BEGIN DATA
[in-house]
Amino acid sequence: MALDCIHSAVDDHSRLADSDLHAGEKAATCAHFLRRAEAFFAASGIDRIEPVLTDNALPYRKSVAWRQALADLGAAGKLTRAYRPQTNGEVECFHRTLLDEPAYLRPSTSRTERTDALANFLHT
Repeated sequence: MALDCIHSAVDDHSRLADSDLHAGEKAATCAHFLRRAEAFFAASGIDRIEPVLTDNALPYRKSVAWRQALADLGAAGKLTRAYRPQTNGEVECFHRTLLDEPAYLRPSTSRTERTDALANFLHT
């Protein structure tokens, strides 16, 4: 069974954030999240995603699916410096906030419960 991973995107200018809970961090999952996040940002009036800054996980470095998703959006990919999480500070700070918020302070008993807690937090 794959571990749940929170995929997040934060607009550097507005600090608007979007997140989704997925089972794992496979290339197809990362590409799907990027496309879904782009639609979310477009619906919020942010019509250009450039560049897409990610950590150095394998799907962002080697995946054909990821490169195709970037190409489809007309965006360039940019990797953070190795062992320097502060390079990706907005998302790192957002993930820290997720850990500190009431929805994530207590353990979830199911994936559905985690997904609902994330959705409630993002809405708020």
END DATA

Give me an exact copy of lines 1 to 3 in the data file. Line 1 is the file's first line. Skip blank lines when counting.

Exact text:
[in-house]
Amino acid sequence: MALDCIHSAVDDHSRLADSDLHAGEKAATCAHFLRRAEAFFAASGIDRIEPVLTDNALPYRKSVAWRQALADLGAAGKLTRAYRPQTNGEVECFHRTLLDEPAYLRPSTSRTERTDALANFLHT
Repeated sequence: MALDCIHSAVDDHSRLADSDLHAGEKAATCAHFLRRAEAFFAASGIDRIEPVLTDNALPYRKSVAWRQALADLGAAGKLTRAYRPQTNGEVECFHRTLLDEPAYLRPSTSRTERTDALANFLHT